Clinical remission in CD was defined as a Crohn’s Disease Activity Index [CDAI] < 150 points or no fistula drainage as assessed by the Fistula Drainage Assessment. 12 , 13 Clinical remission in UC was defined as a partial Mayo Score [pMayo] of less than 3 points. 14 Clinical response in CD was defined as a decrease in CDAI with more than 70 points or at least 50% reduction in the number of draining fistulas. Clinical response in UC was defined as a decrease in the pMayo score with more than 3 points. At Week 14, response and remission were evaluated and defined whether patients were eligible for maintenance treatment. Biochemical activity was evaluated by measuring total blood count [TBC], serum C-reactive protein [CRP, normal cut-off: 5mg/l], and albumin. The Simple Endoscopic Score for Crohn’s Disease [SES-CD] was used to assess mucosal healing in CD and the Mayo score was evaluated in UC. 15

The conventional and bridging enzyme-linked immunosorbent assay [ELISA] methods were used to measure infliximab biosimilar trough level [TL] and anti-drug antibody [ADA] [LISA TRACKER, Theradiag, France]. The ELISA kit was validated for accuracy and reproducibility of therapeutic drug level monitoring [TDM] of the biosimilar infliximab [Theradiag, France/Hospira, UK]. ELISA measurements were centralised and performed at the Department of Laboratory Medicine, Semmelweis University, Budapest.

2.3. Follow-up, safety, efficacy, and immunogenicity evaluations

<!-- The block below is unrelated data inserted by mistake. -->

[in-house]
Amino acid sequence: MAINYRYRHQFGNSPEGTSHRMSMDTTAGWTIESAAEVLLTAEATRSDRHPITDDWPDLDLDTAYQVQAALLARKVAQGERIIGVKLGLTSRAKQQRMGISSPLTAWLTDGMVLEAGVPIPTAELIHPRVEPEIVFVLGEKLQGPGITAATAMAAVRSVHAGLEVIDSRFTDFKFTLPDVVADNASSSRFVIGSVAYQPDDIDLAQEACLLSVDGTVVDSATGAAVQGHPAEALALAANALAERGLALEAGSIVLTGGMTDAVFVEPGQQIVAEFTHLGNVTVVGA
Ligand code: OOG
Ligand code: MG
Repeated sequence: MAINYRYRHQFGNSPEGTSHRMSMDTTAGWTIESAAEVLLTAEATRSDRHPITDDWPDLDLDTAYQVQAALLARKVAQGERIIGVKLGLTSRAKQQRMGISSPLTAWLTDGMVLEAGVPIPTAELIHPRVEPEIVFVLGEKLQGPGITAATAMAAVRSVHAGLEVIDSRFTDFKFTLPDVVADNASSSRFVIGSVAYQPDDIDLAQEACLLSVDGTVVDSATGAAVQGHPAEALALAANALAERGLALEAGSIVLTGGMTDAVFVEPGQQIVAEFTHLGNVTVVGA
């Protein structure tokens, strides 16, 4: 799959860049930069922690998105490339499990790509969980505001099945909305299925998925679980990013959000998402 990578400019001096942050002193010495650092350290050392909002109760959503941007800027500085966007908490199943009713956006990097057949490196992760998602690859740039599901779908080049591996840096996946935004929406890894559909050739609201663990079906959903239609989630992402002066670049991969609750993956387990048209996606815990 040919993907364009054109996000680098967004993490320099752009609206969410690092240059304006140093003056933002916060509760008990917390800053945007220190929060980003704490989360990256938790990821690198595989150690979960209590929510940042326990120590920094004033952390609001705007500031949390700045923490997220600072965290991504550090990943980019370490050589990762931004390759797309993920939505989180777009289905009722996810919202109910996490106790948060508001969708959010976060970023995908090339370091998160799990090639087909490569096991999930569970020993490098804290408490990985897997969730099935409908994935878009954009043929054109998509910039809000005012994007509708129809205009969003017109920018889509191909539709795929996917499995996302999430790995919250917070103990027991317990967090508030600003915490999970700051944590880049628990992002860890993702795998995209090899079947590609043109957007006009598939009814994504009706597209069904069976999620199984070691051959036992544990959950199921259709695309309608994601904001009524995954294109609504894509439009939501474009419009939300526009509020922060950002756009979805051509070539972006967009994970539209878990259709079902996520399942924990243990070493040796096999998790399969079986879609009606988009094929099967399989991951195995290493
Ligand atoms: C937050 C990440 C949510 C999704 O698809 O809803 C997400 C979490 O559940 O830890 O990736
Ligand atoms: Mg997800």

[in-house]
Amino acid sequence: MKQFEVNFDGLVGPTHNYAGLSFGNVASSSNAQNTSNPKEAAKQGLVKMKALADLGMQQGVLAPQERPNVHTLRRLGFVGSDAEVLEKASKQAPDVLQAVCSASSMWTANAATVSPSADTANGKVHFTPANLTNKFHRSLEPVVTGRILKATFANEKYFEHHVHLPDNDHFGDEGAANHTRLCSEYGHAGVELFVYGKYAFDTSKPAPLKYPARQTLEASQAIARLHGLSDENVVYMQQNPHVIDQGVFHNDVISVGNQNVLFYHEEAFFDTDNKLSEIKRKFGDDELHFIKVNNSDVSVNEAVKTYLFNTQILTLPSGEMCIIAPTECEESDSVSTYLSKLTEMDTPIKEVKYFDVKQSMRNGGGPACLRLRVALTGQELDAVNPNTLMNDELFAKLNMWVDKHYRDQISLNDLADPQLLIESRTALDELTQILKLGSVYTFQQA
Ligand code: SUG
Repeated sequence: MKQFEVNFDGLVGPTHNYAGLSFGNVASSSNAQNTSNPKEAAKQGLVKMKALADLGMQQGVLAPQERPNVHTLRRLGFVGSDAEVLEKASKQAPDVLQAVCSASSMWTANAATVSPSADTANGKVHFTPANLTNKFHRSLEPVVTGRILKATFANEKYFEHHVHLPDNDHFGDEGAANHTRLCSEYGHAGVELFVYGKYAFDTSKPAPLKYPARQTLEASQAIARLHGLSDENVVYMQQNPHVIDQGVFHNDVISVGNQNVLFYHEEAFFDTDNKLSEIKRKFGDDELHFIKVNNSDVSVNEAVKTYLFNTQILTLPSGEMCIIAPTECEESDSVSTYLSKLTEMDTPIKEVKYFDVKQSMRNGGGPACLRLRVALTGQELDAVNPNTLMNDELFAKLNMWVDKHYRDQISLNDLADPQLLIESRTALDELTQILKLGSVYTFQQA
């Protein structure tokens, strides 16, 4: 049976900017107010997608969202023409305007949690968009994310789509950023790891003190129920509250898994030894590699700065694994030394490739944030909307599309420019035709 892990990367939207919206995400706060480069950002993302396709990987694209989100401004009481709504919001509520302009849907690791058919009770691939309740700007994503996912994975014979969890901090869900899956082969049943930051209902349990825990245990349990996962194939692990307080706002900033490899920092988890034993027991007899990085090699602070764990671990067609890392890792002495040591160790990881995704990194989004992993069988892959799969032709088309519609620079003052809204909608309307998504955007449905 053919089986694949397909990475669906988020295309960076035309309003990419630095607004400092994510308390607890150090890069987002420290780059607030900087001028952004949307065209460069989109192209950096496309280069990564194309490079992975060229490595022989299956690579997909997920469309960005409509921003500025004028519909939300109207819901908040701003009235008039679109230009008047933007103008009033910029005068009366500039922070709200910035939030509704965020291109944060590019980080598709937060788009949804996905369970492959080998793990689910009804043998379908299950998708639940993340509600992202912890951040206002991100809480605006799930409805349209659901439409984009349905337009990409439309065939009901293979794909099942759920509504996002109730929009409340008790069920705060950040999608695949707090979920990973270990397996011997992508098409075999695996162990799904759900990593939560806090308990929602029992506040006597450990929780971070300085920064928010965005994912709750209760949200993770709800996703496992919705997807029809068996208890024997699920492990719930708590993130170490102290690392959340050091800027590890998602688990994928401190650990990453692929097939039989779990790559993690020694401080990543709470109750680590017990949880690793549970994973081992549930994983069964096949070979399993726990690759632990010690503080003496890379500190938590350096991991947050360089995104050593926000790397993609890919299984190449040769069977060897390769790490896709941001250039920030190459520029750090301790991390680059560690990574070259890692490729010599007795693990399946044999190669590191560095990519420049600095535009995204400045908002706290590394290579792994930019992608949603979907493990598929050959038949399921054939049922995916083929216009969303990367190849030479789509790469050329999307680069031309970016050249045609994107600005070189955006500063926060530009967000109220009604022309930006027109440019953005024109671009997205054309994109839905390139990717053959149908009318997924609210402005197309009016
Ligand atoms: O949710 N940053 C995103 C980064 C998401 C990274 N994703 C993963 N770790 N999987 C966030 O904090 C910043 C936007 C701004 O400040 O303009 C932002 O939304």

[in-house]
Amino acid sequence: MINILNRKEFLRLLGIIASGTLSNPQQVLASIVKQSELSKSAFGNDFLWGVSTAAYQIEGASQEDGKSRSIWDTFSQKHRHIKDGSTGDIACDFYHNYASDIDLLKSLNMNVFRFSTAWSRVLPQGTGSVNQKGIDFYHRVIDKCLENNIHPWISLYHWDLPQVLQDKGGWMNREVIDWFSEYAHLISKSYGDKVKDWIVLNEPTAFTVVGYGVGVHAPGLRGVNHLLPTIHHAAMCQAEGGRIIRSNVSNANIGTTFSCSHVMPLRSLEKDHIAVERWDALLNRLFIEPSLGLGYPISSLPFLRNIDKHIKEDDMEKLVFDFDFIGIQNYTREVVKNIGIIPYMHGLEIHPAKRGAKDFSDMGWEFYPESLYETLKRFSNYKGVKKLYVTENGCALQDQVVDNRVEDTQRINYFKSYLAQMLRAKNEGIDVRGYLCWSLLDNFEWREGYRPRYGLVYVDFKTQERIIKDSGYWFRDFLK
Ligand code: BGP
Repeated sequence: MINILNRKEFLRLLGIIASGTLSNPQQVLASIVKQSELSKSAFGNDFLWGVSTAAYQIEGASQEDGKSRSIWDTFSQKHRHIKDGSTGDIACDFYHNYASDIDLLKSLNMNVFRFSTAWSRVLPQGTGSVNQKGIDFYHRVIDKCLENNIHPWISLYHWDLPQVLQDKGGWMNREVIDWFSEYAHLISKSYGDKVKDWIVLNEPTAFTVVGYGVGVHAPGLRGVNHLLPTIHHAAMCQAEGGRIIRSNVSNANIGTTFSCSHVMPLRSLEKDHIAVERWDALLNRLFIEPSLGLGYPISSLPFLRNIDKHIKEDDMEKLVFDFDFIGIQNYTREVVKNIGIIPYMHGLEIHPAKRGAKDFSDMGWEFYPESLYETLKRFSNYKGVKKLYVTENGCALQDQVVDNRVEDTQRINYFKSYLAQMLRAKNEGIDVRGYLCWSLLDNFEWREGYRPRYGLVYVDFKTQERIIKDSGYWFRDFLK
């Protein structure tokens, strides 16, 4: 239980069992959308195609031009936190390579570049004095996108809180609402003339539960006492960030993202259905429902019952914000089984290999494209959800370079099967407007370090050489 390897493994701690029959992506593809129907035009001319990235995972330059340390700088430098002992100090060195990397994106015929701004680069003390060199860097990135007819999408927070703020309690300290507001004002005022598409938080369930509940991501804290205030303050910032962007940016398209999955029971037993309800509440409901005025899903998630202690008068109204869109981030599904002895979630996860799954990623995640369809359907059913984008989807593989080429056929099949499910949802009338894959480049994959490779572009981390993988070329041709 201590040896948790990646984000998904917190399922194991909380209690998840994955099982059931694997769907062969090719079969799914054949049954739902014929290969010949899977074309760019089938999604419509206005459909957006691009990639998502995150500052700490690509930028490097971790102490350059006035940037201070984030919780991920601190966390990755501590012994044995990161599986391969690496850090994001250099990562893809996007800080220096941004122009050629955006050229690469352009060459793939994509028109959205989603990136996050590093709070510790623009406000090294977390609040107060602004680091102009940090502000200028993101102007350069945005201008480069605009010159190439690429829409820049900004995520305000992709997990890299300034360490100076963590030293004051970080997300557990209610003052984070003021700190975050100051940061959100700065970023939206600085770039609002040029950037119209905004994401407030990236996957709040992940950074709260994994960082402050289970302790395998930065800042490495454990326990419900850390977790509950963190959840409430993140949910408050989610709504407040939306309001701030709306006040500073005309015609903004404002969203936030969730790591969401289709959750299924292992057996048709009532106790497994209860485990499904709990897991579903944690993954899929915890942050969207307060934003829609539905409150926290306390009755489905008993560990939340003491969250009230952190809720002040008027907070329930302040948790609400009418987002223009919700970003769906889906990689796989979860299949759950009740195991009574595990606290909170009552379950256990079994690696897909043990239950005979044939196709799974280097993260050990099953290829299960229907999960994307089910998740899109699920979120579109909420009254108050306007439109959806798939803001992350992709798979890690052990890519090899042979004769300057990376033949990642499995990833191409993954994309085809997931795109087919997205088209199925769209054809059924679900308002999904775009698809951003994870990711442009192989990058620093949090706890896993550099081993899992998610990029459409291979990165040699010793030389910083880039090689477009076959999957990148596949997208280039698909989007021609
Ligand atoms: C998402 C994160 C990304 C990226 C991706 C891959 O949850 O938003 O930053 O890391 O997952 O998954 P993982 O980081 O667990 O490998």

A nationwide harmonised monitoring strategy was applied, as mandated by the National Health Fund. Demographical data collection, registration of previous and concomitant medication, monitoring clinical, biochemical and endoscopic responses, perianal imaging, and TDM were performed [ Supplementary Table 1, available as Supplementary data at ECCO-JCC online ]. Laboratory tests at additional time points were driven by individual patient needs and were left to the discretion of the treating physician.

2.4. Statistical analysis

Data were analysed with the use of SPSS 20.0 software. Descriptive statistics were used to characterise patients’ demographics, early clinical remission and response rates, and adverse events. Clinical response, remission rates, and antidrug antibody positivity rates were compared between infliximab-exposed and naïve patients by chi 2 test or Fisher exact test. Biochemical response and infliximab trough levels were evaluated by t-test with separate variance estimates or one-way analysis of variance [ANOVA], using Scheffe post-hoc analysis, as appropriate; p < 0.05 was considered statistically significant.

3. Results

3.1. Patients and follow-up

In all, 210 consecutive eligible [126 CD and 84 UC] patients from 12 sites were enrolled in the study. By May 2015, 108 CD and 74 UC patients reached Week 6 and 97 CD and 58 UC patients reached the primary endpoint of Week 14. Week 30 secondary endpoint was reached by 58 CD and 25 UC patients. Patient follow-up is being continued until Week 54. Until Week 30, CT-P13 treatment was stopped in 19 patients due to adverse events [ n = 17] or loss of response [ n = 2; LOR] and 1 patient was lost to follow-up after Week 14 infusion [ Figure 1 ].

Figure 1.

Patients and follow-up. LOR, loss of response; AE, adverse event; CD, Crohn’s disease; UC, ulcerative colitis. One CD patient was lost to follow-up after Week 14.

Figure 1.

Patients and follow-up. LOR, loss of response; AE, adverse event; CD, Crohn’s disease; UC, ulcerative colitis. One CD patient was lost to follow-up after Week 14.